What Constitutes Misconduct by a Bankruptcy Trustee?
Trustees in a bankruptcy situation are expected to conduct themselves in a fair and professional manner, especially to the creditors and bankruptcy inspectors involved in the process. To do otherwise can be costly.
A trustee may argue that he or she can be duty bound to take a position detrimental to a major creditor. However, this can’t be simply for tactical purposes. A trustee is not considered in the same light as a typical litigant in a strictly adversarial proceeding. The trustee must conduct him or herself in a fair, impartial and even-handed manner at all times, following principles set out in Engels v. Richard Killen & Associates Ltd.  O.J. No. 2877 (Ont. S.C.) (Affirmed by Ont. C.A.). If a court finds misconduct in this regard, it can disallow legal fees and costs engendered by the trustee.
As an example, Re Sally Creek Environs Corporation  O.J. No. 2491 (Ont. S.C.J. Reg in Bktcy) is a good case study of what a trustee should not do when administering a bankruptcy estate, and provides a helpful look at previous case law on trustee misconduct and the factors a court will consider when reducing a trustee’s fees because of such.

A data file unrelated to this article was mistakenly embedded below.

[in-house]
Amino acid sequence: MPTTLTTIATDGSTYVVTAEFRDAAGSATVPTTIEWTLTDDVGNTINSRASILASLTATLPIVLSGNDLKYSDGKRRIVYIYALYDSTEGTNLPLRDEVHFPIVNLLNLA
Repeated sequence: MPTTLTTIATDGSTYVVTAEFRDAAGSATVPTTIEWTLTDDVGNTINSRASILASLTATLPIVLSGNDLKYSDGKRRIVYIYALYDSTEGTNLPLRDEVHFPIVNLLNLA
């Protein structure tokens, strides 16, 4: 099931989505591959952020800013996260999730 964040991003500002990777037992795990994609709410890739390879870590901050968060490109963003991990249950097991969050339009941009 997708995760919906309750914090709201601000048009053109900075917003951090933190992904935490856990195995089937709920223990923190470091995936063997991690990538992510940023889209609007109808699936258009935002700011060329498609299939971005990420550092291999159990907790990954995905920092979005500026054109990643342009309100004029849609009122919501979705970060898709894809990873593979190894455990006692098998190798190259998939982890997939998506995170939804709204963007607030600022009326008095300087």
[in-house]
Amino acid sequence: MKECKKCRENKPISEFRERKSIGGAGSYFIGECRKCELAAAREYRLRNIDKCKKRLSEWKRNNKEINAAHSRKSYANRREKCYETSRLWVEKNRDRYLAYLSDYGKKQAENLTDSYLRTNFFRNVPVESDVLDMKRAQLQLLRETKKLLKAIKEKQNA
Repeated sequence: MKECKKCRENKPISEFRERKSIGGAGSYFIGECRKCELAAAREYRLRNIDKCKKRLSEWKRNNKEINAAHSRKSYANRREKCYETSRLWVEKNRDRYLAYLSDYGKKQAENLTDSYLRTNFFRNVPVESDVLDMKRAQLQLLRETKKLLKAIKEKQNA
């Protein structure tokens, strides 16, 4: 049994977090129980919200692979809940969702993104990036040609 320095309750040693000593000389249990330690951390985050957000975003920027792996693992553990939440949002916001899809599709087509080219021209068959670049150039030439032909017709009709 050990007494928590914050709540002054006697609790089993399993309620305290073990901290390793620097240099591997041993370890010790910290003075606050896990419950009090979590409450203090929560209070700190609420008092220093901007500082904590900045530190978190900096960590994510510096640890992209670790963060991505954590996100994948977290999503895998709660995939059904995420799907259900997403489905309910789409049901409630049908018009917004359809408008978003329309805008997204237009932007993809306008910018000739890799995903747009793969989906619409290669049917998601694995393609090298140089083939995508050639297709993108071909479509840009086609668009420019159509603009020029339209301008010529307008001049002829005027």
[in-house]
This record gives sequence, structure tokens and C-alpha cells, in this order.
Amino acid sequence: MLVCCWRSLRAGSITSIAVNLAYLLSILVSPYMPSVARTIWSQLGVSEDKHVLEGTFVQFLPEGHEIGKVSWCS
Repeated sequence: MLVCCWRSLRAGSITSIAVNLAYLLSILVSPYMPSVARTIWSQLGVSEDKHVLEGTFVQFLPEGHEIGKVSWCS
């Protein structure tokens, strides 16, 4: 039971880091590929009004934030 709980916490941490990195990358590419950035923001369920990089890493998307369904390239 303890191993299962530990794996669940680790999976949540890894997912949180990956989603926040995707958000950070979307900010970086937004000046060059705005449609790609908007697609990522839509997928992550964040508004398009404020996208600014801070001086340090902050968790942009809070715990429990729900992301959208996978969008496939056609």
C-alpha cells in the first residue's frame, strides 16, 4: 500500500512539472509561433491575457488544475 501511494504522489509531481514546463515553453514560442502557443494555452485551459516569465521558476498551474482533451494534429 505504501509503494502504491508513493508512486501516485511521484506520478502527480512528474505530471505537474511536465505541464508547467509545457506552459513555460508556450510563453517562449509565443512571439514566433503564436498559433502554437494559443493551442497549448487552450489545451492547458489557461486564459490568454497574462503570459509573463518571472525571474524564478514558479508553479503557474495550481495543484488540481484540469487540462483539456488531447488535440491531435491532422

In Sally Creek, the animosity between the trustee and the major creditor regarding the estate’s administration resulted in the disallowance of $293,000 out of $333,000 in trustee legal costs as a disbursement to the estate, and the reduction of trustee legal fees from more than $240,000 to $1.
In rendering this judgment, Registrar Nettie said, “Trustees cannot obfuscate, prevaricate, mislead, hide behind counsel, expand estate funds without proper authorizations, and generally comport themselves as if an estate were their personal fiefdom, and then expect to be rewarded by the Creditors or this Court for so doing.”
This ruling clearly laid down the principle that the manner in which an estate is administered is as important as the outcome. Among other things, the ruling addressed the case of trustee malfeasance with inspectors, who in the bankruptcy system are representatives of the creditors. Their job is to ensure that creditors will not incur unnecessary costs from an overzealous trustee. The trustee has a duty to keep inspectors informed of all issues and to give them an opportunity to comment on complicated decisions. In this case, the trustee was cited for basically ignoring the inspectors and failing to get their approval, or even court direction, for taking certain legal steps.
Again, it is incumbent upon the trustee to treat all entities in a bankruptcy proceeding in a reasonable, fair and respectful manner. If a creditor can establish misconduct in this regard, it is also reasonable for the creditor to be entitled to substantial indemnity costs against the trustee.